propelled by inertia we would rather go with the
known than the unknown we would rather continue
in a manner of congruence I think is the technical term where, okay, so, this handyman
that I know is my go-to source for
handyman stuff, right? And that’s where I go,
that’s where I go push the button on that
and get the food palate, right? Hm-Hmm! If I start to diverge
from that that’s friction and so if you establish
that relationship you become that known that go-to resource for that thing and your audience will
not diverge from that unless they are given
a good reason. It’s kind of like an object in
motion remains in motion unless acted upon by
an outside force going back to your high
school physics class, right? Exactly. You compare this to
your handyman scenario when you’ve got someone who you have now built this
relationship with this person he’s helped you
out a few times versus the guy who popped
up in your AdWords when you searched
for whatever keyword you don’t know who
that other company is you don’t know who that person is. I mean you see their name but like you said unless there’s something
really compelling in that line or two of copy
in that AdWords text you have no reason
to seek them out and instead you
are going to go with someone that you are
already familiar with. Right. You might do that Google search just to help you rationalize
the decision that you’re making you might come up
with those alternatives because you feel like if I don’t
then I’m not doing my job but the reality is you’ve already
decided where you’re going you’re just coming up
with the alternatives to help you build
that rational case. We see that impact on our bottom-line when we look at things
like time to close, close rates, cart abandonment these are all areas
that are impacted and we see the influence
of brand on these numbers. So, I think it’s a great time
for us to take a quick break. When we get back we’re going to
make one more final case for how brand really can
impact your results and your numbers
in a positive way before jumping into the what we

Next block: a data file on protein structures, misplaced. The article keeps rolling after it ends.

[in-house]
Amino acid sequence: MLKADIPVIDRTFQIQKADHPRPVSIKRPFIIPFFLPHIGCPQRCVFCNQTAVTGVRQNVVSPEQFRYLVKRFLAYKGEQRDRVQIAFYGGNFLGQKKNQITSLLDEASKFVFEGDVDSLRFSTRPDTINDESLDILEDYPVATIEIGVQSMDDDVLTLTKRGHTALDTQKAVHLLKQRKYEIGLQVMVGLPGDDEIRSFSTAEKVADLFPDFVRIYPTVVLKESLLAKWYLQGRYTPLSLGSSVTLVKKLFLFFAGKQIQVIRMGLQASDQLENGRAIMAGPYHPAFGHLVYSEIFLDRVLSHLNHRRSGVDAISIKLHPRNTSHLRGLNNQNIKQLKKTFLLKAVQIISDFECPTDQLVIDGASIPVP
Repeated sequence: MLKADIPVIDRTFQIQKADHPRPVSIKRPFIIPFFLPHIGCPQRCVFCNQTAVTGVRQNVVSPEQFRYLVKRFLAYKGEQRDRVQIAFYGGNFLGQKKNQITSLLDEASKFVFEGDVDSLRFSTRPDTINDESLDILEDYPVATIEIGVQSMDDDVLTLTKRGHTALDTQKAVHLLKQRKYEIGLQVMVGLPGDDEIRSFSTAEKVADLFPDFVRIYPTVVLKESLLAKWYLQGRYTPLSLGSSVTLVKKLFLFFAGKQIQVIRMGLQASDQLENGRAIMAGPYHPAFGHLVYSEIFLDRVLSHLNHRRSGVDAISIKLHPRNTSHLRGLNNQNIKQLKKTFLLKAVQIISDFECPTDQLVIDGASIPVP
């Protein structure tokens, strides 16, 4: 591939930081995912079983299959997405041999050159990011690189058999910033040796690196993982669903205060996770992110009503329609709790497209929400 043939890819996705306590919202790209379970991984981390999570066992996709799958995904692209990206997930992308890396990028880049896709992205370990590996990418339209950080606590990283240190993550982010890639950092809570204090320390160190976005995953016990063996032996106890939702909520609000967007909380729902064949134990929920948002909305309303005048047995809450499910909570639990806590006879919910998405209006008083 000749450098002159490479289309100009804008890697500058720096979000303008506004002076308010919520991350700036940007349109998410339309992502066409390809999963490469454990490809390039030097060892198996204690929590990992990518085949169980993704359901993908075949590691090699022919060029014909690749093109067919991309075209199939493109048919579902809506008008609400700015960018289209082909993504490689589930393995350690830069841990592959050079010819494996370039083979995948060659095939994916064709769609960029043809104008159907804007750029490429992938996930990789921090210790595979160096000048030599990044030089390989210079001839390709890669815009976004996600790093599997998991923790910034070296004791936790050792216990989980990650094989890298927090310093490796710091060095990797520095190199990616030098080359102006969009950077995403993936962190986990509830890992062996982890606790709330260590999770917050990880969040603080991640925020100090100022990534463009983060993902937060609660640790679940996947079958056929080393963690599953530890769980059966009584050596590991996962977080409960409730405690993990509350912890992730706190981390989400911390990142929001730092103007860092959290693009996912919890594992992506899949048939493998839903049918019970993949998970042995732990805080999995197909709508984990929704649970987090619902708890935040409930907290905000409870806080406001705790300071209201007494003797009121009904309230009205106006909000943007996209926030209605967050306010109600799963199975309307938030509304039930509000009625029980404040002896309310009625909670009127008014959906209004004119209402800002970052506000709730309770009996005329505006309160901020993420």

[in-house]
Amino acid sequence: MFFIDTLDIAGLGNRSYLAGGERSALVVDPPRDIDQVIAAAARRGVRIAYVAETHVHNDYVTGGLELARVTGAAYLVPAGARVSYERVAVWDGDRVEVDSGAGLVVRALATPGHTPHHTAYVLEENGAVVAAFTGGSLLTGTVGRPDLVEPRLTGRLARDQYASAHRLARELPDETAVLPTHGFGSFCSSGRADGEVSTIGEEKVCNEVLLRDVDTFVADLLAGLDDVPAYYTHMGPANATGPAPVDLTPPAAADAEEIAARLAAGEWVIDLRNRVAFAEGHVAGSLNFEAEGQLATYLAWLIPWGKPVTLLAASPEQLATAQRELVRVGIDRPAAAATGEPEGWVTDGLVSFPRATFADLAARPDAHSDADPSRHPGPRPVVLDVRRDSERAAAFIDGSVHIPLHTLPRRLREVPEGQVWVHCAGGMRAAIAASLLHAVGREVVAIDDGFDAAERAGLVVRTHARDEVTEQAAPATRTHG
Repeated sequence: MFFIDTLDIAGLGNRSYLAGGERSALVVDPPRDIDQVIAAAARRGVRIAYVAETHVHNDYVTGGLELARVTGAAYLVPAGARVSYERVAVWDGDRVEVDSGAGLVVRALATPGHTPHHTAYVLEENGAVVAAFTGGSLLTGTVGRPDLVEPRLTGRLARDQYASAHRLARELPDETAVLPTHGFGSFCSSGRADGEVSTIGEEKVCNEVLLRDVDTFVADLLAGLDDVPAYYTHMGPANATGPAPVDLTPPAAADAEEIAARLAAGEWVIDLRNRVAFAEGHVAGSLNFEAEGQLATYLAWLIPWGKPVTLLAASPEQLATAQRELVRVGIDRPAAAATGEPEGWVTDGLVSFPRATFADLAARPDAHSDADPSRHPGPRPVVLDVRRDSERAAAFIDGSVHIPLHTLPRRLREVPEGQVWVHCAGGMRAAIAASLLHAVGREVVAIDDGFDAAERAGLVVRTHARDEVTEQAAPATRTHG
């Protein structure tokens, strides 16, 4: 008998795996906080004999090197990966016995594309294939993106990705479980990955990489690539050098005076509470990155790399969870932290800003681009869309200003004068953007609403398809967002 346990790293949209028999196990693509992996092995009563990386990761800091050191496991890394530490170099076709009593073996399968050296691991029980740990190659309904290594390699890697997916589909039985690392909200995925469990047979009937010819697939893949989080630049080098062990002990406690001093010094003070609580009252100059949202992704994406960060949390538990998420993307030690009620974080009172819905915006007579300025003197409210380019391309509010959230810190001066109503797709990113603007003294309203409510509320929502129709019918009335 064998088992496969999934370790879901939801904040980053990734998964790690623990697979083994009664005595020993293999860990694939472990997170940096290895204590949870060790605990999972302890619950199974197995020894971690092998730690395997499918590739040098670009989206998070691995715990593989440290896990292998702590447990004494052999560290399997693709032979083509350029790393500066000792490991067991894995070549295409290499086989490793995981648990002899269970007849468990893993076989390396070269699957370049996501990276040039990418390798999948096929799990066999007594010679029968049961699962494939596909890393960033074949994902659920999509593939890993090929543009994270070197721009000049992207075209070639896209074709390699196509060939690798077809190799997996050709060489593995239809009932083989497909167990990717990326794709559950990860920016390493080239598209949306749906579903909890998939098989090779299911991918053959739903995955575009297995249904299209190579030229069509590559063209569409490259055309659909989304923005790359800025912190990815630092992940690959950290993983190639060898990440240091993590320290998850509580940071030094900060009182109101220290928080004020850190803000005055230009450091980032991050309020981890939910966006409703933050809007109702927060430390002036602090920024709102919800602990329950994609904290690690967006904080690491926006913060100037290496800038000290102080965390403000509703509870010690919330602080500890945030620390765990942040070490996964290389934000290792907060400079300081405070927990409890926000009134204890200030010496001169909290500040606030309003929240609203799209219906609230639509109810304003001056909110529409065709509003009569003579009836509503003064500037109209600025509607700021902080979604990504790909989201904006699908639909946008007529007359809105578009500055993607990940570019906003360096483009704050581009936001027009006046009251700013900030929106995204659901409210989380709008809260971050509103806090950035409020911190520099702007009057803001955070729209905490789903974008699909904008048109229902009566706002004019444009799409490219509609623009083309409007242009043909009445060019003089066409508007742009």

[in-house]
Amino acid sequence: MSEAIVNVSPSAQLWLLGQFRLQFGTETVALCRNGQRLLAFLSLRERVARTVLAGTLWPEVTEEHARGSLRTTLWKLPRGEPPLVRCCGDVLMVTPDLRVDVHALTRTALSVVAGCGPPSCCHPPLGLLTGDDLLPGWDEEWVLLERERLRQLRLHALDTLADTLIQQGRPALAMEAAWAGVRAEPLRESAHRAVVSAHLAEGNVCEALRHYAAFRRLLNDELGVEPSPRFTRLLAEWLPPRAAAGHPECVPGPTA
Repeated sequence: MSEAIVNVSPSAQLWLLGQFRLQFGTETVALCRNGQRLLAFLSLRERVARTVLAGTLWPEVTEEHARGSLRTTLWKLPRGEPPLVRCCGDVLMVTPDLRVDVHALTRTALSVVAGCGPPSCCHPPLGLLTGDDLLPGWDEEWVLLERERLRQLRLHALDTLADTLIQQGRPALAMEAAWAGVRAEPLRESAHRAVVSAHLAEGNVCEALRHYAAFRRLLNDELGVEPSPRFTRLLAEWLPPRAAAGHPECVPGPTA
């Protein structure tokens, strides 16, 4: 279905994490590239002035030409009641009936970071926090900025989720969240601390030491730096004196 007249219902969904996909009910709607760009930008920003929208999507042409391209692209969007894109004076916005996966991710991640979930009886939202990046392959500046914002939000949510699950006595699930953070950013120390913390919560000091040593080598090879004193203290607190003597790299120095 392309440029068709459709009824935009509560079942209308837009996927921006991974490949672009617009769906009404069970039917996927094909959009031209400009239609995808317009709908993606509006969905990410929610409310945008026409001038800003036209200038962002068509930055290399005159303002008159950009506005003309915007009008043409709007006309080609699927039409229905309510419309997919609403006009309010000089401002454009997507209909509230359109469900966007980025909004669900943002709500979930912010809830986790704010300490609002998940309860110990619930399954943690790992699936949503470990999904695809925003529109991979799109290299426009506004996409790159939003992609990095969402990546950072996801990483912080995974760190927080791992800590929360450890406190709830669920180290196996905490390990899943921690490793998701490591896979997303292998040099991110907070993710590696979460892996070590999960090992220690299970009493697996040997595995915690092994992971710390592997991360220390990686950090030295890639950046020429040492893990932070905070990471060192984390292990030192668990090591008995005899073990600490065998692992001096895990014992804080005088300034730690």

call the insurance aspects of a brand. So, let’s go help some people. This week we are asking that
you make a donation to Red Rover. Their mission is to bring
animals out of crisis and strengthen the bond
between people and animals through emergency sheltering, disaster relief services financial assistance and education. To find out how you can help please visit redrover.org
or visit the link in the show notes. If you would like to submit
your cause for consideration for our next podcast please visit
iterativemarketing.netpodcast and click the Share a Cause button. We love sharing causes that
are important to you. And we are back. So, before the break
we talked about how investing in brand can keep
you from competing on price by short-circuiting that emotional
decision-making portion of your prospects’ brain and we also talked about how
being along for the journey allows you to play off
of laws of reciprocity and some congruence positioning you as the known entity that’s sort of owed a favor
at the time of sale. Let’s talk a little bit more
about how investing in brand can actually end up
being less expensive than investing in those last
minute “Do” state tactics that we see all too often is the
focus of marketing plans. Definitely. I think this is a really
great point because so often like you said when we first started this episode people are focused
on those “Do” state those people that are
ready to buy now and that’s great I mean you want to bring them in,
they’re wonderful but the cost of reaching
that audience is so expensive and when you’re not competing
on that point of intent anymore you can buy that audience
at a much lower rate and so if you take a look at
AdWords bids for keywords like buy sewing machine needles online which has a very high intent you are talking about
buying them online with those something
that would be more like how to thread a sewing needle
or sewing machine you’ve got an audience who obviously
has a need for that product they may not have demonstrated
that intent to buy yet and so that audience is much – you can get it at a
much smaller rate and again if you stick with
them through the whole purchase then they convert and you brought them into your
funnel at a much less expensive than you would have if you had been
going after that high intent keyword. You see the same thing with
programmatic or Facebook advertising where if you’re bidding on audiences
that are high intent audiences either on the programmatic side they’re labeled intent audiences or on Facebook if you can find there are some places where
you can bid on intent as well you’re going to pay a lot
more for that traffic than if you’re just
bidding on interest because everybody else
is bidding on intent. Everybody else is trying to go there and so there’s a scarcity
to that traffic there’s a scarcity
to those eyeballs and that drives up that price. The irony is that if you can properly leverage
the eyeballs earlier in the journey there’s actually greater value there
as we talked about earlier through that reciprocity
and congruence. Yeah. I mean if they already
know who they are and they’re seeking you out they’re already informed about you they’ve heard about you
from somewhere else they have an idea about you and so, typically you’re not going
to need as much content to try and influence them because they’ve sought you out and so, in that way they’re more
informed decision makers and that can lead to